John’s son, William, in 1810 inherited the baronetcy of the Caves, succeeding a distant cousin as 9th baronet, subsequently adding Cave to his already double-barrelled name by Royal Licence in 1839 thus ending up as Sir William Cave-Brown-Cave.
Sir William’s son, Sir John decided in 1845 to do something about the house, Bagshaw remarking that in that year it was ‘undergoing considerable repair’, which is something of an understatement, for the appearance of the surviving mansion demonstrates that he essentially pulled down much of the previous house – probably piecemeal, so that the family could continue living there – and largely rebuilt it. The south (garden) front had clearly been similar to that on the north, but the 1757 rebuilding seems to have led to the deletion of the central two gables, and the insertion of a two storey, five bay recessed centre with Georgian sashed windows, a feature also applied to the windows of the gables. In 1845, a further bay was added at each end of the façade and the gables embellished with ornamental bargeboards, the architect being clearly influenced by the contemporary enthusiasm for the cottage orné style, as championed by John Claudius Loudon, creator of the Derby Arboretum. Judging from the low pyramidal roof just visible over the roof in the Keene photograph of the south front the awkward canted bay of 1757 was allowed to remain. Unfortunately, no photograph of that side of the house has ever emerged to tell us how it was primped up.
Despite this, the house was let in the 1850s, first to Charles Colville of nearby Lullington Hall (whilst his house was being rebuilt) then to Capt. Lewis Conran, a military friend of the family during the minority of Sir Myles, 11th Bt. The latter, later an hussars officer and a DL and JP died in 1907 and was succeeded by his elder surviving son, Sir Genille Cave-Browne-Cave.
Sir Genille’s life to that date had certainly been packed with excitement for, having been a younger son with no particular expectations, he had gone first to Africa to indulge in big-game hunting and then, still deprived of the adrenaline of adventure, proceeded to the USA and rode the range in the Old West, not only as a cowboy and bartender but also later as a rancher (under the name of Harrison) whilst simultaneously acting as a Wesleyan minister. Eventually, he returned home, entering the army and serving in India, Burma and in the ill-fated and chaotic Boxer expedition to China, before seeing service in the US-Spanish war, although in quite what capacity has quite eluded my research. In 1905 he became a Captain in the newly founded Legion of Frontiersmen – a sort of private army formed to patrol the frontiers of the empire to warn of any infiltration or invasion and, if possible, to counter it – and it was whilst so serving that he inherited the baronetcy and estates from his father, his elder brother having died in 1880. On the outbreak of the Great War, he served in the Royal Garrison Artillery but, on being demobilised, entered the Church, was ordained, and eventually became rector of Londesborough in Yorkshire, where he died in 1929.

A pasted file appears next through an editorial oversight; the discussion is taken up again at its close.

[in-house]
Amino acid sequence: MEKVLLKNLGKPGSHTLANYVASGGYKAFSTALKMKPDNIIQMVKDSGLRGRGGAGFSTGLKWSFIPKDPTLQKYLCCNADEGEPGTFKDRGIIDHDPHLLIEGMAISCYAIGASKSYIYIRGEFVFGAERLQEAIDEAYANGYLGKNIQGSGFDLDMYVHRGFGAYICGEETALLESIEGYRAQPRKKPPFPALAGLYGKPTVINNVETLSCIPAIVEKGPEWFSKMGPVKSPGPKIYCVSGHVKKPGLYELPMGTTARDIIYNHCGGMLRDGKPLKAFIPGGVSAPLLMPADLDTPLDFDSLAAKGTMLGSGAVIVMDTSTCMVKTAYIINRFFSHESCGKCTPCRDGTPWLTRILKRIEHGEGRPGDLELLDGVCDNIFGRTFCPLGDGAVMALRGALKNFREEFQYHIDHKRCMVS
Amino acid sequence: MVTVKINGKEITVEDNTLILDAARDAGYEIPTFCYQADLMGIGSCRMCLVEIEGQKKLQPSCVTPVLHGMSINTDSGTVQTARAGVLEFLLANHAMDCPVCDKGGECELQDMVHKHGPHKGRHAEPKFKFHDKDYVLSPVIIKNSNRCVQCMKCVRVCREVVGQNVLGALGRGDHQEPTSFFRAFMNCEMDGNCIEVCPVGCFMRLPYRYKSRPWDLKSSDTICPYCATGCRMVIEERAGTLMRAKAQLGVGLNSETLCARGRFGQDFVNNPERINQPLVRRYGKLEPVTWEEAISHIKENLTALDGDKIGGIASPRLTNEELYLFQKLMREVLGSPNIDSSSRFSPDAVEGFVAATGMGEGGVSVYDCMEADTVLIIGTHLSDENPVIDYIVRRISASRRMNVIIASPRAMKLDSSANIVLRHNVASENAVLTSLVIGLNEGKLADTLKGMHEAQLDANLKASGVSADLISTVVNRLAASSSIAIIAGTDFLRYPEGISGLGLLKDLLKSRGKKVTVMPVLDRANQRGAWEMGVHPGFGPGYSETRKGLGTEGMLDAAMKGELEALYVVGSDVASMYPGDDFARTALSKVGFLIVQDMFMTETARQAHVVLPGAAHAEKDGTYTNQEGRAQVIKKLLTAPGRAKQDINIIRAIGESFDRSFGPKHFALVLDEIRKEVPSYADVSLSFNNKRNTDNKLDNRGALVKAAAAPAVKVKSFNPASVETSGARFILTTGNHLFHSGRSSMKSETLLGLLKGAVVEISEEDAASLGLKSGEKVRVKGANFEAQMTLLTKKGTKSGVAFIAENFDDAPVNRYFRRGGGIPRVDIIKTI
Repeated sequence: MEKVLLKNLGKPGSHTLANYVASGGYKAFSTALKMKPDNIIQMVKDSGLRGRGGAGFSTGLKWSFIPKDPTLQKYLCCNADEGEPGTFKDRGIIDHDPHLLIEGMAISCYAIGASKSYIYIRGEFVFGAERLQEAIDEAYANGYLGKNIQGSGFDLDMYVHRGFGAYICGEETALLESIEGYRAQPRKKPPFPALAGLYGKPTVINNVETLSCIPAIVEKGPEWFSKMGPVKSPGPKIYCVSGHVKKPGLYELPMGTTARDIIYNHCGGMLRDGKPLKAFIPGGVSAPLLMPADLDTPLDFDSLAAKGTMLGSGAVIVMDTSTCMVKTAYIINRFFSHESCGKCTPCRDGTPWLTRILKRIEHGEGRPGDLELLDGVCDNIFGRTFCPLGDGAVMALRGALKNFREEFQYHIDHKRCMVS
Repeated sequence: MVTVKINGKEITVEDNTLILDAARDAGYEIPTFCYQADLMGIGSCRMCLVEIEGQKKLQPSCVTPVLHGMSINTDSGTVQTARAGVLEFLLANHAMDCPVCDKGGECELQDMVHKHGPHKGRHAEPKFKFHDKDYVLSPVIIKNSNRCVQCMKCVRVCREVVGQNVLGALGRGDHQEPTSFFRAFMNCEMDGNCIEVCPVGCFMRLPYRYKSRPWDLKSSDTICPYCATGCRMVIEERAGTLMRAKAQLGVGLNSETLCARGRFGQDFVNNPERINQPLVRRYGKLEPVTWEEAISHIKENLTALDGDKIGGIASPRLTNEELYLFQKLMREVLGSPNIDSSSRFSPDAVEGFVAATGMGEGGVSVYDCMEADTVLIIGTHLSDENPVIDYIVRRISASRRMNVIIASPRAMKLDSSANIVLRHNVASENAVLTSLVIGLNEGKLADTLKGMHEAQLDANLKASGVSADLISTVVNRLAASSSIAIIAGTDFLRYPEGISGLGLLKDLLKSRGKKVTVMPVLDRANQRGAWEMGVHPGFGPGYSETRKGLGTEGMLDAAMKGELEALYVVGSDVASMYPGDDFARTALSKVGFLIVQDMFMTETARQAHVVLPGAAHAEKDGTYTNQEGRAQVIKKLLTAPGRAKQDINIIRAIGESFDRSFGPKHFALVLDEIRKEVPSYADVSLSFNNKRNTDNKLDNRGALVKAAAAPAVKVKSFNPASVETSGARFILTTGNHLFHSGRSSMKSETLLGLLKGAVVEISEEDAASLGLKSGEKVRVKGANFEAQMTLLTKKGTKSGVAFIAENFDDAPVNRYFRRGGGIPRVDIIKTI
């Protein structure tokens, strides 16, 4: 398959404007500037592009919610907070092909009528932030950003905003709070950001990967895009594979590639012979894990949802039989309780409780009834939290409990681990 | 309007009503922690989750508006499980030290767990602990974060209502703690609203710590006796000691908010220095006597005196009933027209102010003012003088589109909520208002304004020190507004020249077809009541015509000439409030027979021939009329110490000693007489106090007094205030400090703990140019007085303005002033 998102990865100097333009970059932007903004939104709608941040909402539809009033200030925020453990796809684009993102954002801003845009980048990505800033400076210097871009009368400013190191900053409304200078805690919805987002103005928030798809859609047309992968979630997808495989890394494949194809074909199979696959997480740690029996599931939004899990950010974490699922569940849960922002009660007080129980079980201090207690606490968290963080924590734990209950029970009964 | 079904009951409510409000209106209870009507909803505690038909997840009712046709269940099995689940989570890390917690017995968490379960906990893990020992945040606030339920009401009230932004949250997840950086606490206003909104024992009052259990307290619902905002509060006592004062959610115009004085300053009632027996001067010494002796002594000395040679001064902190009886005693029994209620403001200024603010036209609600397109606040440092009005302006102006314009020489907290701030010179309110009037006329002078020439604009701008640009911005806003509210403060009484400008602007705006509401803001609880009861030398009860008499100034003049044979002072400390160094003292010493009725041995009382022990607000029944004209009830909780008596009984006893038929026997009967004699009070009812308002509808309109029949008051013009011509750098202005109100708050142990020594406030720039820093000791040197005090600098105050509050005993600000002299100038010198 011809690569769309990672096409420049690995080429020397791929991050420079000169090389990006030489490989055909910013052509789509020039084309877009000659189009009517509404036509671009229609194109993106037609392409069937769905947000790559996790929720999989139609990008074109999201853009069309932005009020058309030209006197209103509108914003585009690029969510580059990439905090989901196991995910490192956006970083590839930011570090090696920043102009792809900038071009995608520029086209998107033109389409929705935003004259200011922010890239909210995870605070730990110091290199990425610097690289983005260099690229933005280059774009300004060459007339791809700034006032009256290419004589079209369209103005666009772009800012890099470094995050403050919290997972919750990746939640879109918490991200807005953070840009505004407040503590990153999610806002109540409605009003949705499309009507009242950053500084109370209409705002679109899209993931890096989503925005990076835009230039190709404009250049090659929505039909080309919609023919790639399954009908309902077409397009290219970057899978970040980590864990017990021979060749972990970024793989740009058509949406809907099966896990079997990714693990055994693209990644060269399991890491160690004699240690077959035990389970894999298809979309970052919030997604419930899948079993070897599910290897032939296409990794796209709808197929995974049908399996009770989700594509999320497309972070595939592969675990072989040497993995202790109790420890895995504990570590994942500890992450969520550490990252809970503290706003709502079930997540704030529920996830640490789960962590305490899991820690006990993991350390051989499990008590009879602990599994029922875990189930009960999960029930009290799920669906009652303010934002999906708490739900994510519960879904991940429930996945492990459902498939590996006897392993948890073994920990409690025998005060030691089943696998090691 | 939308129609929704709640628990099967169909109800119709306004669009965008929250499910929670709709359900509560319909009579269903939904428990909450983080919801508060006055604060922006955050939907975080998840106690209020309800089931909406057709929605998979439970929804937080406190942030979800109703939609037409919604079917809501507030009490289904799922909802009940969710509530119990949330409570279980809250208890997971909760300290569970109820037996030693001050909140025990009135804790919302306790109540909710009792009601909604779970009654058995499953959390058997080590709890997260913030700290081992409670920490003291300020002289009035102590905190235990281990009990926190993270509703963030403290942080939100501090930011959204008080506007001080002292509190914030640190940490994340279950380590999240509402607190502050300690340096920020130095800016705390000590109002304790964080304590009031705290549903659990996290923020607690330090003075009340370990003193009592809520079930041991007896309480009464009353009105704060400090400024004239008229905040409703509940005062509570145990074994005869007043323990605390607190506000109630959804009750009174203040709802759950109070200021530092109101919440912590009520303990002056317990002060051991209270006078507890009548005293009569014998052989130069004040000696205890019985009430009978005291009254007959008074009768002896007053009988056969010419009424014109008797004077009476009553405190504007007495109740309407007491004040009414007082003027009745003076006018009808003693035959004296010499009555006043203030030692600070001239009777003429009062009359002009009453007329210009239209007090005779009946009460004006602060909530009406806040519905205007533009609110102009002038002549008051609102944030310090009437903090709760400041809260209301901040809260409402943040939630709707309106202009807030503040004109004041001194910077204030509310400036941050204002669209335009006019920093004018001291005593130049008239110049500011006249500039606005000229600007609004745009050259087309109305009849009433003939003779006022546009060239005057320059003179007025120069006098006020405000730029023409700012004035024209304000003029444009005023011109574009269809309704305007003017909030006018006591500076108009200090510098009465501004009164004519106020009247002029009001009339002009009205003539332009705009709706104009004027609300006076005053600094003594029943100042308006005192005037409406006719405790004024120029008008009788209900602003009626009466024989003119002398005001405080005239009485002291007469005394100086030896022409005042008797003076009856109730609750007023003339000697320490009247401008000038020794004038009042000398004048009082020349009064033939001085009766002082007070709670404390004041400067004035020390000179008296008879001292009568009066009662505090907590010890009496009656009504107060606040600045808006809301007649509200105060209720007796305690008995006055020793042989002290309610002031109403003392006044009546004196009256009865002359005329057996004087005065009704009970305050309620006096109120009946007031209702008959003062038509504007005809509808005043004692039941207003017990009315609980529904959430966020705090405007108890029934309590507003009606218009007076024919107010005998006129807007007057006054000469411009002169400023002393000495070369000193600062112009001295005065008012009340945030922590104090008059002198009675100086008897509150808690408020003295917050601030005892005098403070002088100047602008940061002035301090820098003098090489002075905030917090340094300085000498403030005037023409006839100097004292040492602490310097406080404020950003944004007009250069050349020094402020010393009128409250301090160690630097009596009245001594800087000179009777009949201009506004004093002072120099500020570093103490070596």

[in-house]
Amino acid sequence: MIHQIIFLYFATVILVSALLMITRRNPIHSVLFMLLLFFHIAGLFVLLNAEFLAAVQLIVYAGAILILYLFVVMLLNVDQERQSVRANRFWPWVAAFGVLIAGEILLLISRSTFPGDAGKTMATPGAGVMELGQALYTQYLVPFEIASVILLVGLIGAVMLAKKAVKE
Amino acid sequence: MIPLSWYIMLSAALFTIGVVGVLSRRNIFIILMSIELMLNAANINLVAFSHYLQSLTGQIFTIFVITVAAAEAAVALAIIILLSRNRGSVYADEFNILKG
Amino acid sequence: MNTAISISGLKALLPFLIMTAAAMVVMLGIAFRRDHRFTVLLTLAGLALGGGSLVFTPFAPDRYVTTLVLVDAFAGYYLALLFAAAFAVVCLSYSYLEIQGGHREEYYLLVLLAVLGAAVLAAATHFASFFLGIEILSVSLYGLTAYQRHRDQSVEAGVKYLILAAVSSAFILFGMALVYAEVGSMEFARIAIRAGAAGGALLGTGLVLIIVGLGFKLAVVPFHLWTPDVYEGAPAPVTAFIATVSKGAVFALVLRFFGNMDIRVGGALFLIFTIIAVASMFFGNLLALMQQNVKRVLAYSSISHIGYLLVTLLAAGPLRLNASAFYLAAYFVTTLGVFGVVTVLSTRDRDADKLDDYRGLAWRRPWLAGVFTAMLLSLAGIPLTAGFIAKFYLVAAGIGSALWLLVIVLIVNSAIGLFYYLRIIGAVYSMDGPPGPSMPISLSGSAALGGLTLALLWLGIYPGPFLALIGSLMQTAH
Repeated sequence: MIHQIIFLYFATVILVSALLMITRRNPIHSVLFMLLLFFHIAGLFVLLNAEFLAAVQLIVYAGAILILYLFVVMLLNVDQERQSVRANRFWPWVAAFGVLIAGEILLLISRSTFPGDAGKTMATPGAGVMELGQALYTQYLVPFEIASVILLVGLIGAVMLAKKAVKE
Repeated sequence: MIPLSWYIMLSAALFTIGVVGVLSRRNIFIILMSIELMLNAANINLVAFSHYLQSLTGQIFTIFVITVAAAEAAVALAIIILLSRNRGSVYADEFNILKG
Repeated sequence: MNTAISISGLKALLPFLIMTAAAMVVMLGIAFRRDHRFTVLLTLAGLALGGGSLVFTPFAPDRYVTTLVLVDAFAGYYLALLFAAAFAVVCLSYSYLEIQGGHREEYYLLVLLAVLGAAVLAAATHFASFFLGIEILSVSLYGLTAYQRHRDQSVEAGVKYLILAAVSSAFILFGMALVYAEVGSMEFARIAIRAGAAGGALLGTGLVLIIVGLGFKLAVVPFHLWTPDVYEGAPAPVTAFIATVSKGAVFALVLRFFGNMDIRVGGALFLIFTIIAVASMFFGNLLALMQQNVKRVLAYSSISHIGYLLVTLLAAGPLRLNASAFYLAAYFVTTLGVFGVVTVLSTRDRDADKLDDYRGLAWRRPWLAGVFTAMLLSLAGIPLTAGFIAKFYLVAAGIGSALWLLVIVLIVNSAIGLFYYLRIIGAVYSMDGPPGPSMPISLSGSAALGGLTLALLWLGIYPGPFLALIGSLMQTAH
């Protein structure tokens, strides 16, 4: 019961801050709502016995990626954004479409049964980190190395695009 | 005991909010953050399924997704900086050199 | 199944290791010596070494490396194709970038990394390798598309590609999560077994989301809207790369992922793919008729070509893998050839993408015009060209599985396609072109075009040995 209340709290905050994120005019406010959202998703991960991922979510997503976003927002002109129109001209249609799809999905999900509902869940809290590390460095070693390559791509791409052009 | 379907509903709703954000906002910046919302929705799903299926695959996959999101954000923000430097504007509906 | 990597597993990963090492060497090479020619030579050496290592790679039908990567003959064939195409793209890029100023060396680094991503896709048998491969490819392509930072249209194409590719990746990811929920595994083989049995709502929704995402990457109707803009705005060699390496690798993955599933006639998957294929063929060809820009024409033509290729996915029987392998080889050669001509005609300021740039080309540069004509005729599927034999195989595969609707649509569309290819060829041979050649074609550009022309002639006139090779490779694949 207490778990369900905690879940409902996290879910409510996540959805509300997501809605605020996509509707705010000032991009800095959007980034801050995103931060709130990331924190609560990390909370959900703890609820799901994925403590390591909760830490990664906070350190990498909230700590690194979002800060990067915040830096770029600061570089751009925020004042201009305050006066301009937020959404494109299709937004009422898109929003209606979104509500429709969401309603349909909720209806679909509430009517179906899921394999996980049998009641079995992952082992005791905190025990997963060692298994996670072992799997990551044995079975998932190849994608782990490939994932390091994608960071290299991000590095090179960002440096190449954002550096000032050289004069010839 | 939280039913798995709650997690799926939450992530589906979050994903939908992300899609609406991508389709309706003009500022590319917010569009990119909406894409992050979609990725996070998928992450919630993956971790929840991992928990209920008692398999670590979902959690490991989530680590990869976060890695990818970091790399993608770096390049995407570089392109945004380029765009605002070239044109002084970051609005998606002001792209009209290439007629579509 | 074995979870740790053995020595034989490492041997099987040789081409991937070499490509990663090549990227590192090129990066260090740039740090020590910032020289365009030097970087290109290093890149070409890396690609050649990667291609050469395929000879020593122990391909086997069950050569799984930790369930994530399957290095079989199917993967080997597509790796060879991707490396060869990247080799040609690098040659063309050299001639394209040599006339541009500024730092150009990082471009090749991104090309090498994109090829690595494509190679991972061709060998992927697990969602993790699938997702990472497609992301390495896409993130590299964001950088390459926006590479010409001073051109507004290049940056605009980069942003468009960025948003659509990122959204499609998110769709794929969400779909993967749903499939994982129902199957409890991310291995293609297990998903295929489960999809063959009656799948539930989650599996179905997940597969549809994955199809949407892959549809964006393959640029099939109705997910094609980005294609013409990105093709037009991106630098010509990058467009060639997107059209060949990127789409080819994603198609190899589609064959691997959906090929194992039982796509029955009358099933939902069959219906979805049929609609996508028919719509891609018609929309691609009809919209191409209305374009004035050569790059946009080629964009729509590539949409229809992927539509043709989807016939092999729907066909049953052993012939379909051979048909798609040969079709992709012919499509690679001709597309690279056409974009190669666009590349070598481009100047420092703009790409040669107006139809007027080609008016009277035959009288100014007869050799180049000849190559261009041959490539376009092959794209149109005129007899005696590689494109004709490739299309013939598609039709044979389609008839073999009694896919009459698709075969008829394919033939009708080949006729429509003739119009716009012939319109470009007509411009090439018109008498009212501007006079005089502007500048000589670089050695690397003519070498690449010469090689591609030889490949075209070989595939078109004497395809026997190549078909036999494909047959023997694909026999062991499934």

Since the death of Sir Genille’s mother Isabelle in 1922, however, the hall at Stretton had lain empty, and his successor, Sir Reginald, lived on part of the family’s Northamptonshire estate, so the house remained largely unused, except for a skeleton staff, from then on. Sir Reginald died within a few months of Sir Genille, incurring crippling iterated death duties, which led to the sale of much of the family’s estates. Thus in 1939, when Sir Reginald’s brother Sir Rowland also died, bringing upon his heirs yet further crippling impositions from the taxman, much of the land was sold and the house was requisitioned for use by troops as a billeting centre.
Once the war was over, the family still had no use for the house, added to which, more than five years of army occupation had done it no favours and the compensation offered by the government towards expensive and costly repairs (which because of post-war restrictions could not be undertaken for some years in any case) was paltry indeed. Hence, within a year of the cessation of hostilities, the house had been demolished and the site left to go wild. When we revisited more recently, much of the bocage had been cleared and a new house erected on or very close to the site, the original 1845 gate piers being the only vestige of the original house.